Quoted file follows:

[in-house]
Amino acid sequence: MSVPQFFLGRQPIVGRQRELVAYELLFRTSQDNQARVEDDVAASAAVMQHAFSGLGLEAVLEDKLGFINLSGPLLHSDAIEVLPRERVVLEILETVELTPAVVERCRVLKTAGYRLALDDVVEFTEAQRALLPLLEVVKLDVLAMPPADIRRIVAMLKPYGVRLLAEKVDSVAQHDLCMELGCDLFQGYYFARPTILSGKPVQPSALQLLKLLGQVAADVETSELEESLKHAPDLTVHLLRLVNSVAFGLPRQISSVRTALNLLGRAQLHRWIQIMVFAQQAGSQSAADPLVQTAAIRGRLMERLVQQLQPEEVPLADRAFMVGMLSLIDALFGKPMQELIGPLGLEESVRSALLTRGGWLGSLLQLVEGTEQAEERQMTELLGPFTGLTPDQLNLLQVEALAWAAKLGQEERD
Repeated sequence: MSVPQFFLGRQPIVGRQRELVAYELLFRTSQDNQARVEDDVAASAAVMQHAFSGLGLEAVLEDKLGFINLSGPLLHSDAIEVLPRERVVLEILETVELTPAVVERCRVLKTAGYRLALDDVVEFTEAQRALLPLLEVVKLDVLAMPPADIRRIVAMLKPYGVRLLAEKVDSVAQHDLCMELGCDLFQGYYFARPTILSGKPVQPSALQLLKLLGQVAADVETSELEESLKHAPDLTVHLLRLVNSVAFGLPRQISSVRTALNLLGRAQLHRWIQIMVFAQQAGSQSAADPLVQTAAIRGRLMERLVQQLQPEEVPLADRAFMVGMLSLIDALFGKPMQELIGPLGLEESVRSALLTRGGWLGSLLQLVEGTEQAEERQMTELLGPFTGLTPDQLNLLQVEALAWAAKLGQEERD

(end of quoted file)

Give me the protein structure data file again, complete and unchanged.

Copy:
[in-house]
Amino acid sequence: MSVPQFFLGRQPIVGRQRELVAYELLFRTSQDNQARVEDDVAASAAVMQHAFSGLGLEAVLEDKLGFINLSGPLLHSDAIEVLPRERVVLEILETVELTPAVVERCRVLKTAGYRLALDDVVEFTEAQRALLPLLEVVKLDVLAMPPADIRRIVAMLKPYGVRLLAEKVDSVAQHDLCMELGCDLFQGYYFARPTILSGKPVQPSALQLLKLLGQVAADVETSELEESLKHAPDLTVHLLRLVNSVAFGLPRQISSVRTALNLLGRAQLHRWIQIMVFAQQAGSQSAADPLVQTAAIRGRLMERLVQQLQPEEVPLADRAFMVGMLSLIDALFGKPMQELIGPLGLEESVRSALLTRGGWLGSLLQLVEGTEQAEERQMTELLGPFTGLTPDQLNLLQVEALAWAAKLGQEERD
Repeated sequence: MSVPQFFLGRQPIVGRQRELVAYELLFRTSQDNQARVEDDVAASAAVMQHAFSGLGLEAVLEDKLGFINLSGPLLHSDAIEVLPRERVVLEILETVELTPAVVERCRVLKTAGYRLALDDVVEFTEAQRALLPLLEVVKLDVLAMPPADIRRIVAMLKPYGVRLLAEKVDSVAQHDLCMELGCDLFQGYYFARPTILSGKPVQPSALQLLKLLGQVAADVETSELEESLKHAPDLTVHLLRLVNSVAFGLPRQISSVRTALNLLGRAQLHRWIQIMVFAQQAGSQSAADPLVQTAAIRGRLMERLVQQLQPEEVPLADRAFMVGMLSLIDALFGKPMQELIGPLGLEESVRSALLTRGGWLGSLLQLVEGTEQAEERQMTELLGPFTGLTPDQLNLLQVEALAWAAKLGQEERD